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Once we grew all our own vegetables, now I hang my head in shame at the weeds…

It's been a ropey old year down on the farm. When I retired from London life 10 years ago, accompanied by a copy of The River Cottage Cookbook by Hugh Fearnley-Whittingstall and romantic dreams about self-sufficiency, I was full of hope for a new dawn. Never again would I visit a supermarket. All eggs would be laid by our hens. Organic vegetables would spring forth from the garden. Home-brewed ale would comfort the evening and I would chop wood and cart muck every afternoon. The smell of freshly baked bread would fill the kitchen and the children would run free in the fields. The vulgar world with its television talent shows and mobile phones would not disturb our Epicurean retreat.

I was thinking about this dream the other day as I popped into Lidl to buy cheese, tomatoes, broccoli, eggs, baked beans, frozen pizzas, Jaffa Cakes and own-brand cereal. That was after taking the children to lunch at Pizza Hut. I returned to our smallholding and hung my head in shame as I surveyed the weeds in the vegetable patch. I fed our lone cockerel (the hens have all been killed by a fox), and went indoors to tell the children to stop playing Minecraft.

I'm in theory a fan of foraging, but somehow the whole of September has gone by without us picking a single blackberry. Last year – or the year before – I made five pots of hedgerow jam with blackberries, sloes, hips, haws and elderberries. This year: nothing.

This is not to say that my experiments in smallholding have altogether ground to a halt. I baked bread this week – huzzah! – and put some chicken bones in a pot with the idea of making stock at some point. I collected a handful of broad beans and peas from the vegetable patch in August, and I reckon three or four parsnips might have survived the attack of weeds. I chop logs every afternoon and in the evening light a cosy fire in the wood burner.

But gone are the glory days. I remember one summer three years ago when we didn't buy any vegetables for a full four months, so plentiful was our own supply. We even sold eggs at the end of the lane because we were producing too many for our own use. The shelves groaned with unlabelled jars of treats.

My excuse for neglecting my husbandry is the Idler shop in London: the demands of setting up a retail enterprise over the past two years have necessarily meant that there has been less time to potter about in the garden. I am turning bourgeois: while in the past I tried to do everything myself, I now find myself fantasising about earning lots of money so I can afford to pay a gardener.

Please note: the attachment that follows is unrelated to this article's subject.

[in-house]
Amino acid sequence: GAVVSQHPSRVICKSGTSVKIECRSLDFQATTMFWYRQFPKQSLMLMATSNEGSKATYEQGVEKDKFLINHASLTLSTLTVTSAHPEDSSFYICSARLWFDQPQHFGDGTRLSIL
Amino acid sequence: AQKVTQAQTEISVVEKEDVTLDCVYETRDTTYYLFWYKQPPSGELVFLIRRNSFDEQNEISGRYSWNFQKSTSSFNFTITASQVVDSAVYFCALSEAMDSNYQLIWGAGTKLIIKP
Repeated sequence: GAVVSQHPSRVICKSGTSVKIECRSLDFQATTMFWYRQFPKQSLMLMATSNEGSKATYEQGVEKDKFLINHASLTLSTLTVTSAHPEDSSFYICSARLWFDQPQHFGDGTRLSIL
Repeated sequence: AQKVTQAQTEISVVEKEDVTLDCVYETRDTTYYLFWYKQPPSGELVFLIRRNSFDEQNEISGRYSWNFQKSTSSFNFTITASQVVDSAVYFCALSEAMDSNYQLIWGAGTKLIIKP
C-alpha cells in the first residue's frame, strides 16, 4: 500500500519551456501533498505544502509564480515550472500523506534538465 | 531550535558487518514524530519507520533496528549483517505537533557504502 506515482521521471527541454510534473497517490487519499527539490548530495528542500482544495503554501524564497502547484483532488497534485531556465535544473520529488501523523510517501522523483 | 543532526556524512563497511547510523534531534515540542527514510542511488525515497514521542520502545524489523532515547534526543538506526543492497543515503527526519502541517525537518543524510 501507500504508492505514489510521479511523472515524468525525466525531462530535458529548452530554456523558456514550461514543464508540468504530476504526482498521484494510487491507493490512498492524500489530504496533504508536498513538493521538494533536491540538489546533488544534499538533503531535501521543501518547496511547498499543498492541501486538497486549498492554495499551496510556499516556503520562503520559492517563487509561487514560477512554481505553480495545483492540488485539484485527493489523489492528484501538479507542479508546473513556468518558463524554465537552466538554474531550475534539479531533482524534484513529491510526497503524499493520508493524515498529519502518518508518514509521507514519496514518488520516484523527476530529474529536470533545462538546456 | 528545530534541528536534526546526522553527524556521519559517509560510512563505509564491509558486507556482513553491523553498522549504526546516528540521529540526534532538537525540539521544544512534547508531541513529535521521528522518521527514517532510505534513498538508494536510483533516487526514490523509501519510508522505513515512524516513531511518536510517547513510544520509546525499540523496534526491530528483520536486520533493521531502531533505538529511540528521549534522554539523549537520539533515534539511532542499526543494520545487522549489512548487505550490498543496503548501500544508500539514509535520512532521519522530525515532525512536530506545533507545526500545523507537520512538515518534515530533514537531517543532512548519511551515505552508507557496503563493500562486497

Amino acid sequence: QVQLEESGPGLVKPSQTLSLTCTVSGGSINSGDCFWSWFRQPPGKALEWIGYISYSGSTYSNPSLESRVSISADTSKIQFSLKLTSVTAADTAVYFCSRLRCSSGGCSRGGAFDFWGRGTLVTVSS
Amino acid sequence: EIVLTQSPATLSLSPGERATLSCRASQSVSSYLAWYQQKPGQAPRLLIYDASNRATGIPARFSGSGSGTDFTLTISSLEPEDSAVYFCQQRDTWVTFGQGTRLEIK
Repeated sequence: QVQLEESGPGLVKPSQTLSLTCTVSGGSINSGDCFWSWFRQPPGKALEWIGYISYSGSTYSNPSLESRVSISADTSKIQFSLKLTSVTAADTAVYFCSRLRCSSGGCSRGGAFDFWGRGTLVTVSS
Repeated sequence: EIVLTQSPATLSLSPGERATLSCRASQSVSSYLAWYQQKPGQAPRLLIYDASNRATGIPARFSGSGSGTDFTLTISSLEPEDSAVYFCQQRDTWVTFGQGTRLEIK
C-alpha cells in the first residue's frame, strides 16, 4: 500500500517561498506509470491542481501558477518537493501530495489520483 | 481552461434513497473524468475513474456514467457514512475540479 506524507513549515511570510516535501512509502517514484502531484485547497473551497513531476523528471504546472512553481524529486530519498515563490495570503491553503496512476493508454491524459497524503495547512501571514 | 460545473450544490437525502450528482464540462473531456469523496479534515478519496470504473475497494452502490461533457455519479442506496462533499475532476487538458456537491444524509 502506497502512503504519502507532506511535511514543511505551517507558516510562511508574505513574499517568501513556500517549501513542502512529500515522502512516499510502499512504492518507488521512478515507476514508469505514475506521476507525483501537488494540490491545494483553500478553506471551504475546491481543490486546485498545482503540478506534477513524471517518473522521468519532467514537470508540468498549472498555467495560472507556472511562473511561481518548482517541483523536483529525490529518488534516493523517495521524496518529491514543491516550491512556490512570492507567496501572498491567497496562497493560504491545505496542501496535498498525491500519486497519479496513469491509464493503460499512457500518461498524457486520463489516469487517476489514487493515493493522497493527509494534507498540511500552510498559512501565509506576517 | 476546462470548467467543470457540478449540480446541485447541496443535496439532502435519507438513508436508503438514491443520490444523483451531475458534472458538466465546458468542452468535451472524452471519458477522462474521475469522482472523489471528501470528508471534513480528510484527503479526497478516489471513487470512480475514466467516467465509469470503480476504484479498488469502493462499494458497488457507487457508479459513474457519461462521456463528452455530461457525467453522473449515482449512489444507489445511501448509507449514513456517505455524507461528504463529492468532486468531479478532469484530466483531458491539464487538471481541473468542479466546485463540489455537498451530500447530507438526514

I also blame the children. They don't want organic, home-cooked food. They want rubbish wrapped in brightly coloured plastic. They like telly and computers. They want to go to McDonald's and Alton Towers like their friends. They want to go to the fair. So I took them to the fair last weekend. Fairgrounds have remained completely untouched by the organic-food revolution. I simply did not dare to enquire as to the provenance of the meat in the hot dogs on offer, or indeed whether the buns had been baked locally with organic flour. There was only one noticeable concession to middle-class food ethics, and that was the sign "freshly cooked chips".

I was already feeling pretty queasy from going on the Super Waltzer and, in for a penny, in for a pound, I bought myself a hot dog, wolfed it down and instantly regretted it. What horrors had that hot dog contained? What terrible stories could the poor pigs who had died for it tell of their lives? Now I felt really sick in all sorts of ways. No, the fair is really not a healthy place, but the children consider it to be very heaven. "That was so fun," they said, with their poor command of grammar.

However, the country life has seemingly been kind to me as far as appearance goes. Last week I attempted to buy some fine ales in Sainsbury's. To my surprise and annoyance, the spotty youth at the checkout said: "Do you have any ID?" I laughed, saying that I was 44 years old and have three children. "I'm sorry, sir, but I can't sell you these unless you show me some ID," he responded, putting my fine ales behind the counter. "But it's absurd!" I spluttered, and asked to see the manager. An even younger youth appeared and patiently explained that once ID has been requested, alcohol cannot be sold. I decided to be flattered.

Tom Hodgkinson is editor of 'The Idler'